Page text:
Mount Nemrut is visible from every direction. From afar, it appears to be the highest promontory in this range of the Taurus Mountains. From a bit closer, a small, discolored smudge may be seen at its peak, though what it might be remains elusive. From its base, it reveals itself: a 50-meter tall and 150-meter wide tumulus of loose rock and disfigured statues, it is the funeral monument of the greatest, and perhaps the maddest, king of the Commagene Empire.
Antiochus I, a just, eminent god, friend of Romans and friend of Greeks (as his full title goes), was born July 16, 98 BCE, the son of Mithridates Callinicos of Commagene and Laodice VII Thea, a princess of the Seleucid Empire. Half Armenian and half Greek, Antiochus counted himself a descendant of the Persian King Darius I and all of Alexander the Great’s successor generals, Seleucus I Nicator, Ptolemy I, Antigonus I Monopthalmos, Lysimachus, and Antipater, a group known as the Diadochi. In both his name and his lineage, he was a figure that straddled the two greatest empires of Europe and Asia.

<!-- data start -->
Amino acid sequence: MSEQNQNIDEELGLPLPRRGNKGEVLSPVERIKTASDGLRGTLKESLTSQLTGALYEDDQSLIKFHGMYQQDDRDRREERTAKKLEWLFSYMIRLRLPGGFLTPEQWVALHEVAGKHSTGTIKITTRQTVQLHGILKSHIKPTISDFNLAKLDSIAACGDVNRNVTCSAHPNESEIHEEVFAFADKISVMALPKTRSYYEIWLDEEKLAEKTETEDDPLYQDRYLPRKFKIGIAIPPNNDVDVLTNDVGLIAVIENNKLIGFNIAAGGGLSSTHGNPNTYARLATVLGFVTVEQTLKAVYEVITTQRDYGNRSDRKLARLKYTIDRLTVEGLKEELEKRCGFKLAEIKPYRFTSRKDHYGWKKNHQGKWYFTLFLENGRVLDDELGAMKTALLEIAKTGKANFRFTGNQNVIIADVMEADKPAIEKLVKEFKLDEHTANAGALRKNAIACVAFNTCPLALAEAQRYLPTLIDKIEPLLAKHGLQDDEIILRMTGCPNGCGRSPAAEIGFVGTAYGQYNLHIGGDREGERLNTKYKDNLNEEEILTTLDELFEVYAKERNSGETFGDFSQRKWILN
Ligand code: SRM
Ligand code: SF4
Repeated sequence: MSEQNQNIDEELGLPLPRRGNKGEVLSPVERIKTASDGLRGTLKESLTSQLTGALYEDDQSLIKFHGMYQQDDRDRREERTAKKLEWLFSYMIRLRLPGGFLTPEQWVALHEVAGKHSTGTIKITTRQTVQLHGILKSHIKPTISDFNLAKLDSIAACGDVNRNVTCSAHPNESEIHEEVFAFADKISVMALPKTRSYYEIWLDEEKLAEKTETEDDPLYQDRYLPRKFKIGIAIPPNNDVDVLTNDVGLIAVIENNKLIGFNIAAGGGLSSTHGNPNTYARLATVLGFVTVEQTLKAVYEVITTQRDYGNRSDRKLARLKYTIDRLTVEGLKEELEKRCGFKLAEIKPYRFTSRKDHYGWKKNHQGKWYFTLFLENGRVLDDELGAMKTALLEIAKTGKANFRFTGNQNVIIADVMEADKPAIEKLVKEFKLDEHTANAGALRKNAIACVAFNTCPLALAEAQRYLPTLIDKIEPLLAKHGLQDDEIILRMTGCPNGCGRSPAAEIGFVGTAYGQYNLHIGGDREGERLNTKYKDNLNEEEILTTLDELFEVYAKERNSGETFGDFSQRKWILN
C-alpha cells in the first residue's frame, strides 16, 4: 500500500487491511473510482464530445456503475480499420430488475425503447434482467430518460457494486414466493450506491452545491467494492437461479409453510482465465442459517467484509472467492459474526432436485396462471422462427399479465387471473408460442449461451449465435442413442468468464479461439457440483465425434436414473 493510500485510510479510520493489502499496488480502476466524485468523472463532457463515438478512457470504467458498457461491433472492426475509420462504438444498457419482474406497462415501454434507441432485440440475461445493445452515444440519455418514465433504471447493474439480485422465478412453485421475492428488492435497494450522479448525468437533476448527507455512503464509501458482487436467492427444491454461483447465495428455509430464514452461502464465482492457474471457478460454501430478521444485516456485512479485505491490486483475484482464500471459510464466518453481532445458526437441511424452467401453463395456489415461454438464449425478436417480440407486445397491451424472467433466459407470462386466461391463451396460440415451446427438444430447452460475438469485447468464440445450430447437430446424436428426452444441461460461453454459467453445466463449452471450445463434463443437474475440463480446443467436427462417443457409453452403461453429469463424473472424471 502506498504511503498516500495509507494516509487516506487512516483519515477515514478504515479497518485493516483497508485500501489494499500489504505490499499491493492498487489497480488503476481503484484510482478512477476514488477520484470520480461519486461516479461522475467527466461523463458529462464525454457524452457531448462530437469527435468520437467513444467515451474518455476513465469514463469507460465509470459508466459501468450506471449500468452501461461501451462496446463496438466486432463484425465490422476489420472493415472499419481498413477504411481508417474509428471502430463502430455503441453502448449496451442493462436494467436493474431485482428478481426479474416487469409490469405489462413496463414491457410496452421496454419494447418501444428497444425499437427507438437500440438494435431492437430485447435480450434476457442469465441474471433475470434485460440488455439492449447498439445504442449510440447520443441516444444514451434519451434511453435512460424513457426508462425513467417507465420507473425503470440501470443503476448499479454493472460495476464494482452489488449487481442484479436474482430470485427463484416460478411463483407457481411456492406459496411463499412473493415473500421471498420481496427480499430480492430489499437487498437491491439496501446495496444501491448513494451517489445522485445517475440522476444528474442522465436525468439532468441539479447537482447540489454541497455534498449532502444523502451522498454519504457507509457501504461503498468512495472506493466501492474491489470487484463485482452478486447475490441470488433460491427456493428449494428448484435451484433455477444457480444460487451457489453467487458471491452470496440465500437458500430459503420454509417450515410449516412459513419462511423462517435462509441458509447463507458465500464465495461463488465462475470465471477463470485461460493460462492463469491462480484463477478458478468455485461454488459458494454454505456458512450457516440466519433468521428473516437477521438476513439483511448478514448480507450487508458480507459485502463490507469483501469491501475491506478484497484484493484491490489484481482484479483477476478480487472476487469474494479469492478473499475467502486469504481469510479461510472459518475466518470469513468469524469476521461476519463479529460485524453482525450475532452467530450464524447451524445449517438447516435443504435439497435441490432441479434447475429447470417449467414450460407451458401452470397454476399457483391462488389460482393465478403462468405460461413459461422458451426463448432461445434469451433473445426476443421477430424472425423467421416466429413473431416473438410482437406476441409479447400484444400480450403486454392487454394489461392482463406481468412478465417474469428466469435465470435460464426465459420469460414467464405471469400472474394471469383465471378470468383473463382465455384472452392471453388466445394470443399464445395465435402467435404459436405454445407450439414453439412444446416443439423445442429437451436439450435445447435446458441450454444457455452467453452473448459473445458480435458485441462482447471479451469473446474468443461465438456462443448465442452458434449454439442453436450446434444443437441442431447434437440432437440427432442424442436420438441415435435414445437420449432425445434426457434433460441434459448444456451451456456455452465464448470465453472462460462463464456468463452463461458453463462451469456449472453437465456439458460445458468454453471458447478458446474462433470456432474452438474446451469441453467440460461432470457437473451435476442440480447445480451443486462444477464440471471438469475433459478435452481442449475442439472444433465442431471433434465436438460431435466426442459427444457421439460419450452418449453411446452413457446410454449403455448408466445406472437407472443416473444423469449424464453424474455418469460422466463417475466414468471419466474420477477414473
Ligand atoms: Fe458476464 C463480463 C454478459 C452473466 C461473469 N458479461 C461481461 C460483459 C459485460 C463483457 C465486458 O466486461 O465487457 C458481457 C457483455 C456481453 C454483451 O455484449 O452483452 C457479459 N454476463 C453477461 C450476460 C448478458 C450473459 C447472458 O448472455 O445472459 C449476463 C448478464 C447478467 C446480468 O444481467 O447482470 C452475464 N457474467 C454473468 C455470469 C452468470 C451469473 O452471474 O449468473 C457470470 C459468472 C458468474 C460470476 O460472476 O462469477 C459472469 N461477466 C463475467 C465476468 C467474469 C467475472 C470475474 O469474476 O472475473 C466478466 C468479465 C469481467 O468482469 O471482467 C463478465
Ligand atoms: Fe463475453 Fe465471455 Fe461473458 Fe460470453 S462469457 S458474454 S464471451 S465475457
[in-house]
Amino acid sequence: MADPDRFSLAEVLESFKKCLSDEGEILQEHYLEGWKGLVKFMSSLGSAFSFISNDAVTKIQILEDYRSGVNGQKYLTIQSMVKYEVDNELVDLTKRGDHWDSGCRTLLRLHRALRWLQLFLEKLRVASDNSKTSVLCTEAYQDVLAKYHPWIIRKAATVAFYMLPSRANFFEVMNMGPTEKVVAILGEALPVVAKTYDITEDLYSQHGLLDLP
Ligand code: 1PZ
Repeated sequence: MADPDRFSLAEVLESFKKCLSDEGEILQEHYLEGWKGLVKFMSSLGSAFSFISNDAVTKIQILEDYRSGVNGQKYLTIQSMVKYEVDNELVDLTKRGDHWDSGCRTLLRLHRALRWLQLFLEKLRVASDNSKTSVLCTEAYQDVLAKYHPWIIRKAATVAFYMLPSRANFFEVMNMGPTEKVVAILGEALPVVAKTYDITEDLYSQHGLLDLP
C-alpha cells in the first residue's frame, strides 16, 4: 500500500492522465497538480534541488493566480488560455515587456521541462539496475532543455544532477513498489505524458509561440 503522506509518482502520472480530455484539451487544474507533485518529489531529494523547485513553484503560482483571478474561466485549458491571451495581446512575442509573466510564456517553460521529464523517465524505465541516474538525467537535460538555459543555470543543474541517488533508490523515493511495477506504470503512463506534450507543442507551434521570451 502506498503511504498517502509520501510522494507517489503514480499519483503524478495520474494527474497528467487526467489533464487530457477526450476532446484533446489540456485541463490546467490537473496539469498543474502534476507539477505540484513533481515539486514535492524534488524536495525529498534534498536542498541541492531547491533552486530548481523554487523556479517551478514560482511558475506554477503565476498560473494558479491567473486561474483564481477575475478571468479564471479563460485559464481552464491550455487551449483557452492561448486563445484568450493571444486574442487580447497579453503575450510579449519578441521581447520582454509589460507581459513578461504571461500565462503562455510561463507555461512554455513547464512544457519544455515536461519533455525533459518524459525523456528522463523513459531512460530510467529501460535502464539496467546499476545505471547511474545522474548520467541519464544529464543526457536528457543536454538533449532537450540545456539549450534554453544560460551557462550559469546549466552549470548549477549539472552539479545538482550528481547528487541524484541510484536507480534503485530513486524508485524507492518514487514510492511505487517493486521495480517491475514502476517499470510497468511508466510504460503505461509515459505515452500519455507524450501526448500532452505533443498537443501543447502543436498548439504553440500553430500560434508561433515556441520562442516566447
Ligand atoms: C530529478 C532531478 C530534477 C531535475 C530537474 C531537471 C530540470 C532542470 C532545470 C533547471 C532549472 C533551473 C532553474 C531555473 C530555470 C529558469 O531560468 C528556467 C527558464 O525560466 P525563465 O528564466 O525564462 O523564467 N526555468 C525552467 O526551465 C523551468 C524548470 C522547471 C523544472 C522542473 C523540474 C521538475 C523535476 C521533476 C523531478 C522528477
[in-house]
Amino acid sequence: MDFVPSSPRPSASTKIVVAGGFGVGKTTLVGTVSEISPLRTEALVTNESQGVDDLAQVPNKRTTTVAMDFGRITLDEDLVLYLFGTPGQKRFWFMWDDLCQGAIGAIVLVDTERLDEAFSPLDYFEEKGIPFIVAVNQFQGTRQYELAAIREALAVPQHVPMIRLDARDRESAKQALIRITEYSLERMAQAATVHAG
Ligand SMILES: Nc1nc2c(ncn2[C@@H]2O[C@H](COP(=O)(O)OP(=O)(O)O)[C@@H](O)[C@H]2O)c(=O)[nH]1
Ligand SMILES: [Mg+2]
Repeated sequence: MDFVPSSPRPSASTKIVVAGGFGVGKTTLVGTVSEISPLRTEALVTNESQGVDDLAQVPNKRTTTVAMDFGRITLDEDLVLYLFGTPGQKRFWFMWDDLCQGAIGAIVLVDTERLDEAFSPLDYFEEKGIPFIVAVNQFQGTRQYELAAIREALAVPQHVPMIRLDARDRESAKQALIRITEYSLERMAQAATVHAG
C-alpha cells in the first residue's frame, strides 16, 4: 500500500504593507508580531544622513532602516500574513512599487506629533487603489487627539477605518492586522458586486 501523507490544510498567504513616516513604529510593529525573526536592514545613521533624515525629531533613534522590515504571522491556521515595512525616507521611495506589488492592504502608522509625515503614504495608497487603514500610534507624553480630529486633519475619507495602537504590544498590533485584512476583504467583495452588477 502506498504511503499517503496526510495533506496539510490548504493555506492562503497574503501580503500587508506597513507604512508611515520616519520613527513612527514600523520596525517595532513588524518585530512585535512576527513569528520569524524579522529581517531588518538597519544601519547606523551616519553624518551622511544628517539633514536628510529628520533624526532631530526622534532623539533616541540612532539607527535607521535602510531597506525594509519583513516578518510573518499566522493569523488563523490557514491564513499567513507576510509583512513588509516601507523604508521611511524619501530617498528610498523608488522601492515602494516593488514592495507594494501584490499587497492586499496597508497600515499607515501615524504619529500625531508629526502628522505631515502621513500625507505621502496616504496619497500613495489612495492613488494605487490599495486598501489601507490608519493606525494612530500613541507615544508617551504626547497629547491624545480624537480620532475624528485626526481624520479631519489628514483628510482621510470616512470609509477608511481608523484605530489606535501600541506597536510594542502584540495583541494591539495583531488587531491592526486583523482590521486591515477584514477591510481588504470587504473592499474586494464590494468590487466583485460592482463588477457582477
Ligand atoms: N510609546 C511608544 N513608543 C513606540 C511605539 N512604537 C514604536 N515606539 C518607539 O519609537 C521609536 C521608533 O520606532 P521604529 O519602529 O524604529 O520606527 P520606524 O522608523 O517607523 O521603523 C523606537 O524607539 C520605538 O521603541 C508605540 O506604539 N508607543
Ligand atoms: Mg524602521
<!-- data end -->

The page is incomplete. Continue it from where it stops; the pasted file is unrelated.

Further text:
They were long gone by the time he sat his throne, however, and so his doubling act extended into his political life as well. At the confluence of two young, mighty, and expanding empires, Rome and Parthia, Antiochus walked a tightrope that saw him pledge fealty to Rome with one hand and give his daughter as a bride to the Parthian king with the other. His political expediency cost him in the end. When he deserted Rome in favor of Parthia during one of their wars, he was besieged at his capital city and later forced to pay a large war indemnity to the Senate. Cassius Dio recorded his murder at the hands of Phraates IV of Parthia, though whether it was for treachery or some more mundane purpose goes unsaid.